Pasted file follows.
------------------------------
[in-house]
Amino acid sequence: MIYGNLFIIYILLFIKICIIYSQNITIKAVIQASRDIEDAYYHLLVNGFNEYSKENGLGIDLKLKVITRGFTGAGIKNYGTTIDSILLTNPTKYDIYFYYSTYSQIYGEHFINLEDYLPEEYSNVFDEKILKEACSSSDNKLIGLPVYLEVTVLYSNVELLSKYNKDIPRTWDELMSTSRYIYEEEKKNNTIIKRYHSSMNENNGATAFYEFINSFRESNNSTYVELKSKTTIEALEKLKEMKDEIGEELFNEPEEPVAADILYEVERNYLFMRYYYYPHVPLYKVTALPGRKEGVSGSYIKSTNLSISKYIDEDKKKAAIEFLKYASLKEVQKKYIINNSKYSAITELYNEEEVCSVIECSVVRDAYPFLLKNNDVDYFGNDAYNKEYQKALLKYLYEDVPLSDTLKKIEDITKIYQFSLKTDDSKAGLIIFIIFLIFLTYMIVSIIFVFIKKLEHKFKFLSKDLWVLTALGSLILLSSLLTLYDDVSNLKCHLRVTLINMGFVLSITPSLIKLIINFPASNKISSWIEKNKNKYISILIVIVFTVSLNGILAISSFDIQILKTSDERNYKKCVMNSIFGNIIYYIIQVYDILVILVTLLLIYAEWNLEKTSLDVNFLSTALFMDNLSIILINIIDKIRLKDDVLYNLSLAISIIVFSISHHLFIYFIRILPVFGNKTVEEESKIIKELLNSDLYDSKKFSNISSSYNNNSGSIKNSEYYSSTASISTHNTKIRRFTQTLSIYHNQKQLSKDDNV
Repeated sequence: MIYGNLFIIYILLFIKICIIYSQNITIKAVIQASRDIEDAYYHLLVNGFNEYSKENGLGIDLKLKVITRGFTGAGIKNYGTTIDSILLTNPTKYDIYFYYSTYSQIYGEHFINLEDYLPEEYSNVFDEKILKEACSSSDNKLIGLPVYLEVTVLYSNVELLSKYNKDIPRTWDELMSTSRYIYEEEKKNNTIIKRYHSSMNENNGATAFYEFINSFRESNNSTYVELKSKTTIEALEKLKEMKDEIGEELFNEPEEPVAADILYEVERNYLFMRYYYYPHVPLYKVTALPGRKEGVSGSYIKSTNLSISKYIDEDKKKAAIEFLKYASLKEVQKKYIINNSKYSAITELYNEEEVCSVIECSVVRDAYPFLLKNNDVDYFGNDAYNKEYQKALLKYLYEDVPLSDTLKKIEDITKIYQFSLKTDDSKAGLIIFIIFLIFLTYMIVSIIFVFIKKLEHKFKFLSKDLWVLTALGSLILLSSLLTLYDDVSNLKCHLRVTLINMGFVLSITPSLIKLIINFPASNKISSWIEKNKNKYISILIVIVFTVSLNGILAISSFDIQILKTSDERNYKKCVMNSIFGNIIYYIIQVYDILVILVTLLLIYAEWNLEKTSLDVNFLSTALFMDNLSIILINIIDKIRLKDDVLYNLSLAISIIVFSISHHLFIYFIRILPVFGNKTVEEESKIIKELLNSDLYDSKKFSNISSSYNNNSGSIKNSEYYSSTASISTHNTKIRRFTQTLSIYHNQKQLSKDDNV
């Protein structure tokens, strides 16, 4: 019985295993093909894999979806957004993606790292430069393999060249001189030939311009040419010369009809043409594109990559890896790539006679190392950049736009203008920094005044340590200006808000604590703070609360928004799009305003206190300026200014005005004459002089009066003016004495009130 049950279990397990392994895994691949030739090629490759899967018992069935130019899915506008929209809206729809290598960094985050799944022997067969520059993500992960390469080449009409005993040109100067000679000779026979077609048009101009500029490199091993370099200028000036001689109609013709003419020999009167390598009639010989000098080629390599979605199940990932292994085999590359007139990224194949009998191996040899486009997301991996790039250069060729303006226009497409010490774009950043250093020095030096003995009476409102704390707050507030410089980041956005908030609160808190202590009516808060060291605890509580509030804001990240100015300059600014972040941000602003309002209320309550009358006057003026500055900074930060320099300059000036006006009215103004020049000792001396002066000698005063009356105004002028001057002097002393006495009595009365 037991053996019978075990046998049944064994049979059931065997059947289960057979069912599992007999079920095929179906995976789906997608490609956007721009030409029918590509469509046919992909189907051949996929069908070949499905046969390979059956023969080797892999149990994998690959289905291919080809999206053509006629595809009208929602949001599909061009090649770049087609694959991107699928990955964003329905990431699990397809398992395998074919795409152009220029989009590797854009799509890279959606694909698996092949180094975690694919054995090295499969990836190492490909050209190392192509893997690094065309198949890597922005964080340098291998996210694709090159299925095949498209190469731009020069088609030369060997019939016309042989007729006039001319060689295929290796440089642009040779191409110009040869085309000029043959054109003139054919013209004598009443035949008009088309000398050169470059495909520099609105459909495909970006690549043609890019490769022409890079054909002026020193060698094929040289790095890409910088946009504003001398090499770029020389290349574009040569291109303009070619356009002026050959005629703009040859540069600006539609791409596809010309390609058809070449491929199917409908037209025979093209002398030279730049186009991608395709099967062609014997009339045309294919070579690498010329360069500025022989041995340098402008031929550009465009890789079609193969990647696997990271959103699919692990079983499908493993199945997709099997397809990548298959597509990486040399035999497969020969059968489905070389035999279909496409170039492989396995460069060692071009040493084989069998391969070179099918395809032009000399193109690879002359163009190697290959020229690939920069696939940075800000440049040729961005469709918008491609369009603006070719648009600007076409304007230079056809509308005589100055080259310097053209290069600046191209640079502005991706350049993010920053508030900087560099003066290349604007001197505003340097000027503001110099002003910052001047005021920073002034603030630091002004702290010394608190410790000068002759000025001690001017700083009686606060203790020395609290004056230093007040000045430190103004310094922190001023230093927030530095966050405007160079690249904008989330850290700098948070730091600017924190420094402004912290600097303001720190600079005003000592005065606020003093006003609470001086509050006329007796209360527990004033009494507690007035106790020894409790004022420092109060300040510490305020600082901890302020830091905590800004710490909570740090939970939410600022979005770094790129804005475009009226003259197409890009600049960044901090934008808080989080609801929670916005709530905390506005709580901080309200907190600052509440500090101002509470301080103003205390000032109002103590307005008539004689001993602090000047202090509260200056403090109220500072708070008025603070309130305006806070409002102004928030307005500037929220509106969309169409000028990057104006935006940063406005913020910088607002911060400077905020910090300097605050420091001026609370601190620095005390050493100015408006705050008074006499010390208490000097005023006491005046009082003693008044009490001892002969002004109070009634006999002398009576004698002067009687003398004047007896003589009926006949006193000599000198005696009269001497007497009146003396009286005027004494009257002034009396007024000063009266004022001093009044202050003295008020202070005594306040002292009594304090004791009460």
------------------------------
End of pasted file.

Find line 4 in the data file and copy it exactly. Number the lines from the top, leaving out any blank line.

């Protein structure tokens, strides 16, 4: 019985295993093909894999979806957004993606790292430069393999060249001189030939311009040419010369009809043409594109990559890896790539006679190392950049736009203008920094005044340590200006808000604590703070609360928004799009305003206190300026200014005005004459002089009066003016004495009130 049950279990397990392994895994691949030739090629490759899967018992069935130019899915506008929209809206729809290598960094985050799944022997067969520059993500992960390469080449009409005993040109100067000679000779026979077609048009101009500029490199091993370099200028000036001689109609013709003419020999009167390598009639010989000098080629390599979605199940990932292994085999590359007139990224194949009998191996040899486009997301991996790039250069060729303006226009497409010490774009950043250093020095030096003995009476409102704390707050507030410089980041956005908030609160808190202590009516808060060291605890509580509030804001990240100015300059600014972040941000602003309002209320309550009358006057003026500055900074930060320099300059000036006006009215103004020049000792001396002066000698005063009356105004002028001057002097002393006495009595009365 037991053996019978075990046998049944064994049979059931065997059947289960057979069912599992007999079920095929179906995976789906997608490609956007721009030409029918590509469509046919992909189907051949996929069908070949499905046969390979059956023969080797892999149990994998690959289905291919080809999206053509006629595809009208929602949001599909061009090649770049087609694959991107699928990955964003329905990431699990397809398992395998074919795409152009220029989009590797854009799509890279959606694909698996092949180094975690694919054995090295499969990836190492490909050209190392192509893997690094065309198949890597922005964080340098291998996210694709090159299925095949498209190469731009020069088609030369060997019939016309042989007729006039001319060689295929290796440089642009040779191409110009040869085309000029043959054109003139054919013209004598009443035949008009088309000398050169470059495909520099609105459909495909970006690549043609890019490769022409890079054909002026020193060698094929040289790095890409910088946009504003001398090499770029020389290349574009040569291109303009070619356009002026050959005629703009040859540069600006539609791409596809010309390609058809070449491929199917409908037209025979093209002398030279730049186009991608395709099967062609014997009339045309294919070579690498010329360069500025022989041995340098402008031929550009465009890789079609193969990647696997990271959103699919692990079983499908493993199945997709099997397809990548298959597509990486040399035999497969020969059968489905070389035999279909496409170039492989396995460069060692071009040493084989069998391969070179099918395809032009000399193109690879002359163009190697290959020229690939920069696939940075800000440049040729961005469709918008491609369009603006070719648009600007076409304007230079056809509308005589100055080259310097053209290069600046191209640079502005991706350049993010920053508030900087560099003066290349604007001197505003340097000027503001110099002003910052001047005021920073002034603030630091002004702290010394608190410790000068002759000025001690001017700083009686606060203790020395609290004056230093007040000045430190103004310094922190001023230093927030530095966050405007160079690249904008989330850290700098948070730091600017924190420094402004912290600097303001720190600079005003000592005065606020003093006003609470001086509050006329007796209360527990004033009494507690007035106790020894409790004022420092109060300040510490305020600082901890302020830091905590800004710490909570740090939970939410600022979005770094790129804005475009009226003259197409890009600049960044901090934008808080989080609801929670916005709530905390506005709580901080309200907190600052509440500090101002509470301080103003205390000032109002103590307005008539004689001993602090000047202090509260200056403090109220500072708070008025603070309130305006806070409002102004928030307005500037929220509106969309169409000028990057104006935006940063406005913020910088607002911060400077905020910090300097605050420091001026609370601190620095005390050493100015408006705050008074006499010390208490000097005023006491005046009082003693008044009490001892002969002004109070009634006999002398009576004698002067009687003398004047007896003589009926006949006193000599000198005696009269001497007497009146003396009286005027004494009257002034009396007024000063009266004022001093009044202050003295008020202070005594306040002292009594304090004791009460």